His job has been on the line in recent months after his country's poor showing in World Cup warm-up matches - the team's soured relationship with the press resulted in the police being called twice to the team's hotel last week - but his half-time substitution helped to turn the course of yesterday's match and give Mexico a deserved victory.
The arrival of Ricardo Pelaez revived Mexico's fortunes, although their cause was helped considerably by the first-half dismissal of Ha Seok-ju, a South Korean defender, who had just given his team the lead. He had the dubious honour of being the first goalscorer to be sent off since Brazil's Garrincha 36 years earlier - curiously, also on 13 June.
Both teams had started with only one player up front and with five men stretched across both midfields it was no surprise that time on the ball was at a premium. The opening 25 minutes were shapeless, but then the game burst into life.
Alberto Garcia Aspe committed a needless foul on the edge of the penalty area which cost him a booking, but worse was to follow. Jorge Campos, the Mexico goalkeeper, who looked uncharacteristically subdued in his grey jersey, probably had Ha's free-kick covered, but the ball struck the head of Duilio Davino on its way and deflected into the corner of the net.
If that was a case of Davino intervention, Ha was to incur the wrath of the game's ultimate arbiter within two minutes. There was little danger when Jesus Ramirez collected the ball on the Mexican right, but Ha scythed him down with a vicious tackle and was rightly sent off.
Gunter Benko, the Austrian referee, was called upon to make two further excellent decisions as he denied successive penalty claims by the busy Ramirez. Both were proved correct by television replays, confirming the impression that the refereeing in France so far has generally been of the highest order.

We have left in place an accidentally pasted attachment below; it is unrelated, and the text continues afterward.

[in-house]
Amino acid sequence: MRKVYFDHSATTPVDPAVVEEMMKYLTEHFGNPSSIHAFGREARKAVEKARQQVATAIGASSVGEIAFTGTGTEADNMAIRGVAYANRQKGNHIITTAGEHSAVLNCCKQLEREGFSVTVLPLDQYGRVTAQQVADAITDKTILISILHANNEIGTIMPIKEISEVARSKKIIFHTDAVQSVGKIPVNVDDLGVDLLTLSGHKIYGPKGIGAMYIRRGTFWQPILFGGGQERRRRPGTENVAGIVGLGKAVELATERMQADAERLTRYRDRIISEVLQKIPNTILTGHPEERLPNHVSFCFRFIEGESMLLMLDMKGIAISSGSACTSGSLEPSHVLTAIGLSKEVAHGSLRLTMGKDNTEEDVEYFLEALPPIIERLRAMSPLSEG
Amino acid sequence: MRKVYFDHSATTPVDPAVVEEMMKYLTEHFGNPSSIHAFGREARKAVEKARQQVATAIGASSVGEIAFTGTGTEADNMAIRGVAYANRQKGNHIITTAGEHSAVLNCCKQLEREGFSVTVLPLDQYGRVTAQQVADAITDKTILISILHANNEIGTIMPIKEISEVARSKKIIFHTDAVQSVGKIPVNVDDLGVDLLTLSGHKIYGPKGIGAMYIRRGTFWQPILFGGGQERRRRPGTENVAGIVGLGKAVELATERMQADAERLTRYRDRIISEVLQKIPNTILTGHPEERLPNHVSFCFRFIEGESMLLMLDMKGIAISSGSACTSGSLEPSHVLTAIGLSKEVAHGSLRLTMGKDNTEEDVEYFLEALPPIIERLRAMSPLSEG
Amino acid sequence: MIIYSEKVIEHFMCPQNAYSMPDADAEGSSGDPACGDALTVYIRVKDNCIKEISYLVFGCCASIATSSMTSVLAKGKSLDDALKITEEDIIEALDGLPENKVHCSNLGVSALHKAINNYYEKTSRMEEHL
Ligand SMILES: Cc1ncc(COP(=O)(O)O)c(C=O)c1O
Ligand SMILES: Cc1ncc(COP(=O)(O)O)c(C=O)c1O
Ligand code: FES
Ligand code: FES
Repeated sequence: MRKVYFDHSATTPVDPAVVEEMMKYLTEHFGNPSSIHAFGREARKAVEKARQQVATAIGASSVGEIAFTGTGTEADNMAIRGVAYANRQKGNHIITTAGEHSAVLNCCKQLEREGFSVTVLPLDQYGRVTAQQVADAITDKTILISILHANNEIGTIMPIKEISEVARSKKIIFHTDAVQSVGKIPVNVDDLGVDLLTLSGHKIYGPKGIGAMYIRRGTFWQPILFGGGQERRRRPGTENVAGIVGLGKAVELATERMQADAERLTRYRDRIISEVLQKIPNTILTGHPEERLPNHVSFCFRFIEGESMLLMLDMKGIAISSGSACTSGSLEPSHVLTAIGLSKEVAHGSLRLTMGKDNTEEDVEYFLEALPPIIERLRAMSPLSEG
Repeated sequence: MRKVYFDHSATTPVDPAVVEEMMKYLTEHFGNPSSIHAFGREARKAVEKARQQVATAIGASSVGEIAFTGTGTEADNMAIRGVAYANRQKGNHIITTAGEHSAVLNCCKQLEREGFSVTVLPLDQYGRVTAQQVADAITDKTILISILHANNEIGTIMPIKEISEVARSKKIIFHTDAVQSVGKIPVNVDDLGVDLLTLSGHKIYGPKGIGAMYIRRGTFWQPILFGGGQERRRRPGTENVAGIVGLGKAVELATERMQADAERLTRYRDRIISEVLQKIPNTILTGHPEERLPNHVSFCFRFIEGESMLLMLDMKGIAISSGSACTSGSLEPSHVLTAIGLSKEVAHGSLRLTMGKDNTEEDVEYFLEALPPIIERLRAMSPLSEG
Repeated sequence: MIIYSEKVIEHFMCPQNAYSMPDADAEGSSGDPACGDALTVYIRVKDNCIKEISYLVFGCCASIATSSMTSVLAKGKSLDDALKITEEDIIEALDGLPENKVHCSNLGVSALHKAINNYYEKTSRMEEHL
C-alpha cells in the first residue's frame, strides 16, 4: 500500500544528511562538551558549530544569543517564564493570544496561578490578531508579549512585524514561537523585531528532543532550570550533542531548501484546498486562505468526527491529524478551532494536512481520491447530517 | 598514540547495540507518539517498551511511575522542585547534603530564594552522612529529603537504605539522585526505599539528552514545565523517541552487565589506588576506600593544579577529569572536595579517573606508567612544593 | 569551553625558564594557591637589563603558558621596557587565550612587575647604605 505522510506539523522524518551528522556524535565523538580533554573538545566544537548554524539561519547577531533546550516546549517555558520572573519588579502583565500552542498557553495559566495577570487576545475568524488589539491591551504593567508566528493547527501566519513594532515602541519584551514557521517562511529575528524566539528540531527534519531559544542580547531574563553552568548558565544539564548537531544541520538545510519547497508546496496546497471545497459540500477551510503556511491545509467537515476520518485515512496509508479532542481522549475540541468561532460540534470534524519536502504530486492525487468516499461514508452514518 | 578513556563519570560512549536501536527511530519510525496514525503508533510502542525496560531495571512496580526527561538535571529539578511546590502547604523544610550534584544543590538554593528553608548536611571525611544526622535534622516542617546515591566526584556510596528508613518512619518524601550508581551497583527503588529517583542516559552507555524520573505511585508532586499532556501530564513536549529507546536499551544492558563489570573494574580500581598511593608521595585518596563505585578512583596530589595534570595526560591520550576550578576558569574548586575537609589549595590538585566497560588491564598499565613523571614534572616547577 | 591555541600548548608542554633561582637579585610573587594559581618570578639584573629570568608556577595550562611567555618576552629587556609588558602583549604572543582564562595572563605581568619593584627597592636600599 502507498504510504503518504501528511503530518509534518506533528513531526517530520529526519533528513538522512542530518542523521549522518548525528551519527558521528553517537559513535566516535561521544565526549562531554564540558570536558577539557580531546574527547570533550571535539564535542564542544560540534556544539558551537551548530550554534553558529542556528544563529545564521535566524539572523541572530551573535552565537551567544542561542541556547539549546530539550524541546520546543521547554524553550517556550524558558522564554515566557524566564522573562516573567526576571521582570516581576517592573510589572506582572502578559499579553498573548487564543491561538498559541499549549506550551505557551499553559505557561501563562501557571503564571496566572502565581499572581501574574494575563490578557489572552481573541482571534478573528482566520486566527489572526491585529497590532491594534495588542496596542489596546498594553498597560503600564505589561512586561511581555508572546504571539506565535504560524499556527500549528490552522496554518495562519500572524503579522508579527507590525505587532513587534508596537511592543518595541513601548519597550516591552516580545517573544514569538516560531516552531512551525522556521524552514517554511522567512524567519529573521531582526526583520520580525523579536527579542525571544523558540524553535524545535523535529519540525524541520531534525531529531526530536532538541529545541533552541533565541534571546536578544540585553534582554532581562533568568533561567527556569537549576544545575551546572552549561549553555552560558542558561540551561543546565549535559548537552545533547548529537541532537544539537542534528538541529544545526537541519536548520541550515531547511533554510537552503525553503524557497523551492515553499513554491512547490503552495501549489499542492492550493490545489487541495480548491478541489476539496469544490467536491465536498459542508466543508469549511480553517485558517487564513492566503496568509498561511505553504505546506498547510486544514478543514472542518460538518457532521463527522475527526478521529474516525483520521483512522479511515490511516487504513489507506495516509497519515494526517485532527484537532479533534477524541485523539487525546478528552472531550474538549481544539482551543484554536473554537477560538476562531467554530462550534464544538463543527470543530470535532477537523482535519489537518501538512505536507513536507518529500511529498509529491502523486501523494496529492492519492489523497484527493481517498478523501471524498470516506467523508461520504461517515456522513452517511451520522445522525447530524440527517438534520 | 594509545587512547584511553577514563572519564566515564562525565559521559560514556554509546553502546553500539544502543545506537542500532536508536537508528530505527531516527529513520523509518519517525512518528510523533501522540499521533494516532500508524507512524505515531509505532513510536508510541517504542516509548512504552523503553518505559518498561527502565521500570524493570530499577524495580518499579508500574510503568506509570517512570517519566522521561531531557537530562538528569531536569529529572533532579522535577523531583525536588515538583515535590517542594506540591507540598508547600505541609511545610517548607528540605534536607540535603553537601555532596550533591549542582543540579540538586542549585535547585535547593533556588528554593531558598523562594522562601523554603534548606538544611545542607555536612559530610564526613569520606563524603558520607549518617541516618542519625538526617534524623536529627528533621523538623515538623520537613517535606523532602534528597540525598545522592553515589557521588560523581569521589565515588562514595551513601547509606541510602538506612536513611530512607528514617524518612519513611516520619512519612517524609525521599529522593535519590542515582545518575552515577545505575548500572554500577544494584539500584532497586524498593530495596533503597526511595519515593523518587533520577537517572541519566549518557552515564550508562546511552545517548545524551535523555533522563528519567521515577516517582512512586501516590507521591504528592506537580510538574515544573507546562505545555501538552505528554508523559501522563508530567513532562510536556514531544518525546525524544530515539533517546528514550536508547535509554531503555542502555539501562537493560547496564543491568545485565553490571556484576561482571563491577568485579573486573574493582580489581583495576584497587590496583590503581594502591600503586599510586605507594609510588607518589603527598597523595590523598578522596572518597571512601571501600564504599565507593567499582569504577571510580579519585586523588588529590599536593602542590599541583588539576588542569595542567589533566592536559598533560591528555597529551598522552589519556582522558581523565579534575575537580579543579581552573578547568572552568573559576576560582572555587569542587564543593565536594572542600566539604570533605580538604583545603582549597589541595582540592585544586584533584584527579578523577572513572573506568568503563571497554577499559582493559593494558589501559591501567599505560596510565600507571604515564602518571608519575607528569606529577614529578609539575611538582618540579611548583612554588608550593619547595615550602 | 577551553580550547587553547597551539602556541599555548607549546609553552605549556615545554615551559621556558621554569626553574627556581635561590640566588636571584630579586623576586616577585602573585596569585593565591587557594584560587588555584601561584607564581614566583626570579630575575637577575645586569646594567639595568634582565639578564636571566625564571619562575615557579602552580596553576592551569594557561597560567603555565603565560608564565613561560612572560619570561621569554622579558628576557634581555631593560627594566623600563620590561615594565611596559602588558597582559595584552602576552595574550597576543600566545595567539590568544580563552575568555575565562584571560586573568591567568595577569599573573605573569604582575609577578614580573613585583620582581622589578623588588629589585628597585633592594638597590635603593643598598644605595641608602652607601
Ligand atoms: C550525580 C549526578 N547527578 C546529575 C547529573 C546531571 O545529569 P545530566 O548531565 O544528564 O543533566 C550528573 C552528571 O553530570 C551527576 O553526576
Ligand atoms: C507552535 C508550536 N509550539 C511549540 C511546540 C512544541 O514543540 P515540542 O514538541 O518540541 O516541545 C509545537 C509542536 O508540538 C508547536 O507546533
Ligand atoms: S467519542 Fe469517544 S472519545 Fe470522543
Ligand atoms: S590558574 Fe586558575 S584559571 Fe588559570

Ha's dismissal proved to be the turning point - although the South Koreans started well, with only 10 men they were no match for the Mexicans, but it was not until the introduction of Pelaez that Mexico exposed their weakened defence. Within five minutes he brought Mexico back into the game, shooting home after Yoo Sang-chul had failed to clear.
The South Koreans had counter-attacked with some style in the first half, but now they started to buckle under a Mexican wave of attacks and Luis Hernandez, nicknamed The Matador, delivered the killer blows. After 75 minutes he bundled the ball in at the far post from a looping cross by Ramirez and nine minutes later struck even more impressively, driving the ball home from 18 yards.
In their fifth World Cup finals, South Korea are still awaiting their first victory. This was probably their best opportunity; now they may have to wait until they co-host the next tournament in four years' time.
South Korea (4-5-1): Kim Byung-ji (Ulsan Hyundai); Lee Min-sung (Pusan Daewoo), Hong Myung-bo (Bellmare Hiratsuka), Kim Tae-young (Chunnam Dragons), Ha Seok-ju (Cerezo Osaka); Choi Jong-soo (Sangmoo), Kim Do-keun (Chunnam Dragons), Noh Jung-yoon (NAC Breda), Yoo Sang-chul (Ulsan Hyundai), Lee Sang-yoon (Chunan Ilhwa); Kim Do-hoon (Vissel Kobe). Substitutes: Jang Hyung-seok (Ulsan Hyundai) for Kim Jung-yoon, 56; Choi Sung-yong (Sangmoo) for Kim Do-keun, 61; Seo Jung-won (Strasbourg) for Choi Jong-soo, 72.
Mexico (4-5-1): Campos (UNAM); Pardo (Atlas), Suarez (Guadalajara), Davino (America), Luna (UNAM); Ramirez (Guadalajara), Ordiales (Toluca), Lara (America), Garcia Aspe (America), Blanco (Necaxa); Hernandez (Necaxa). Substitutes: Arellano (Guadalajara) for Ordiales, h-t; Pelaez (America) for Luna, h-t; Bernal (Monterrey) for Garcia Aspe, 72.
Referee: G Benko (Austria).Reuse content